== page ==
Wind Power in the UK (PDF). - Sustainable Development Commission

sd.commission.org.uk

Wind Power in the UK (PDF). - Sustainable Development Commission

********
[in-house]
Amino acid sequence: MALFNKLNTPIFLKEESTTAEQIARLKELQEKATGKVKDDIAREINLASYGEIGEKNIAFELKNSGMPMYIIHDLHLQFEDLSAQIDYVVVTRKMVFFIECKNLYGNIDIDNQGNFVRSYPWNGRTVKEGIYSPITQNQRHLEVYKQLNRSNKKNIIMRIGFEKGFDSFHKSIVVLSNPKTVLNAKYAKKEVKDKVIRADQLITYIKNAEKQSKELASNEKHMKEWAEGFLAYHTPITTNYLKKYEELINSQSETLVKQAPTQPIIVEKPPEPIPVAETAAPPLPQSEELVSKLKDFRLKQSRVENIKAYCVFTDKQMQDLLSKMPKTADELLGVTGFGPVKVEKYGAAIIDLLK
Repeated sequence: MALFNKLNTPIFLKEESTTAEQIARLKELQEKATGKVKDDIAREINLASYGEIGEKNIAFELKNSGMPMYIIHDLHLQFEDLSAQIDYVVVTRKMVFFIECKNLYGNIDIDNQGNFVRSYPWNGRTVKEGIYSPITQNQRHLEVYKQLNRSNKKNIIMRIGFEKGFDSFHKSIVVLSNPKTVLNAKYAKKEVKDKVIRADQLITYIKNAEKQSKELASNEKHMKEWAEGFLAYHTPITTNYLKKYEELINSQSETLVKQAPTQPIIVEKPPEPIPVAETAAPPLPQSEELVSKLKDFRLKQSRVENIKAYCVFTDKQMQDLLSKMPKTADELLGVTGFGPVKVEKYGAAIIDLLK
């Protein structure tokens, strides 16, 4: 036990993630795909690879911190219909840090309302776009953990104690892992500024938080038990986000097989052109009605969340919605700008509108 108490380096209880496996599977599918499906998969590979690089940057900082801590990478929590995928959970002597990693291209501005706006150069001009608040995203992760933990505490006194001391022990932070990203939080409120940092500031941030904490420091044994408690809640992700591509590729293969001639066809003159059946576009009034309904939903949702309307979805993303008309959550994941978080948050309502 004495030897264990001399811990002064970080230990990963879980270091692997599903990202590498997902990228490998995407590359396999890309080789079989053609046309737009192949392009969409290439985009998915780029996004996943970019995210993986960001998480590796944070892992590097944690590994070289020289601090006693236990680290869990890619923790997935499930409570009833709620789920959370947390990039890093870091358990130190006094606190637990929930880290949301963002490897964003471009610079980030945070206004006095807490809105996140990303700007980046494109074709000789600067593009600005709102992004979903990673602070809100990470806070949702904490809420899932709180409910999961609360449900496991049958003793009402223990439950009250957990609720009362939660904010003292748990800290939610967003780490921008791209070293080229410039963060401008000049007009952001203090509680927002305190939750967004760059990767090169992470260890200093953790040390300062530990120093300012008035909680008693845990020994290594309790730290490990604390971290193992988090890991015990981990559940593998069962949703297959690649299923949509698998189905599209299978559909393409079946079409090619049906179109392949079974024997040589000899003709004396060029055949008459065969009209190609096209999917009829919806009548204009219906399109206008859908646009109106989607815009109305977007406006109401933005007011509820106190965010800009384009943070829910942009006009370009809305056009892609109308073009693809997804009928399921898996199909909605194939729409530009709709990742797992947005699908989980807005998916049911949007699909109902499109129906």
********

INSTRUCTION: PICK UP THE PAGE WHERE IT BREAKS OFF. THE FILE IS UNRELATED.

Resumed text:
5 Wind power and planning5.2 Planning policyPlanning policy is devolved to nationalgovernments, so England, Scotland, Wales andNorthern Ireland have separate policies. Policy inrelation to renewable energy has recently beenupdated by the Office of the Deputy PrimeMinister (which has responsibility for England), bythe Scottish Executive in Scotland; the WelshAssembly Government in Wales is due to issue itsrevised advice shortly. The underlying aim hasbeen to provide clearer guidelines for theconsideration of renewable energy projects andto improve the consistency of decisions. This is inline with wider energy policy (as outlined in the2003 Energy White Paper) and was seen asessential for renewable energy targets to be met.EnglandPlanning Policy Statement (PPS) 22:Renewable Energy sets out the Government’snational planning policies for renewable energyprojects in England. It covers national polices inrelation to the siting of wind farms generally,and those in close proximity to NationalDesignations – National Parks, Areas ofOutstanding National Beauty (AONB), HeritageCoasts, Green Belts and other local designations.It advises that in areas with nationallyrecognised designations or Green Belt status,planning permission for wind farms should onlybe granted where it can be demonstrated thatthe objectives of the designation will not becompromised and any significant adverse effectsare outweighed by the environmental, socialand economic benefits. PPS 22 is publishedalong with a companion guide, which offerspractical advice for decision-makers on howprojects can be implemented on the ground.ScotlandNational Planning Policy Guideline (NPPG) 6,Renewable Energy Developments sets out theScottish Executive’s national planning policies forrenewable energy projects in Scotland and setsoutlined siting considerations for wind farms atthe national level. It states that issues to beconsidered include visual impact, landscape, birdsand habitat. In relation to national designations, itadvises that renewable energy projects shouldonly be permitted where it can be demonstratedthat the objectives of designation and the overallintegrity of the area will not be compromised orany significant adverse effects on the qualities forwhich the area has been designated are clearlyoutweighed by social and economic benefits ofnational importance.Planning Advice Note (PAN) 45 provides adviceon good practice on Renewable EnergyTechnologies in Scotland. In relation to the sitingand design of wind farms, PAN 45 reinforces thefact that, given the Scottish Executivecommitment to address climate change, it isimportant for society at large to accept windfarms as a feature of many areas of the Scottishlandscape for the foreseeable future. It does,however, emphasise the need to take account ofregional and local landscape designations in thesiting of wind farms. It stresses a cautiousapproach in relation to particular landscapeswhich are rare or valuable, such as NationalScenic Areas (NSAs), National Parks and theirwider settings. In these locations it is difficult toaccommodate wind turbines without detrimentto national heritage interests. PAN 45 suggeststhat areas recovering from past degradation andthose not especially valued may be appropriatefor wind farm development.WalesTechnical Advice Note (TAN) 8 was originallypublished in 1996, and the updated TAN 8 willoutline the Welsh Assembly Government's aimto secure the right mix of energy provisionwhilst minimising the impact on theenvironment and reducing the overall demandfor energy. To meet the Assembly's renewableenergy target of 4,000 GWh per annum by 2010,50 Wind Power in the UK sustainable development commission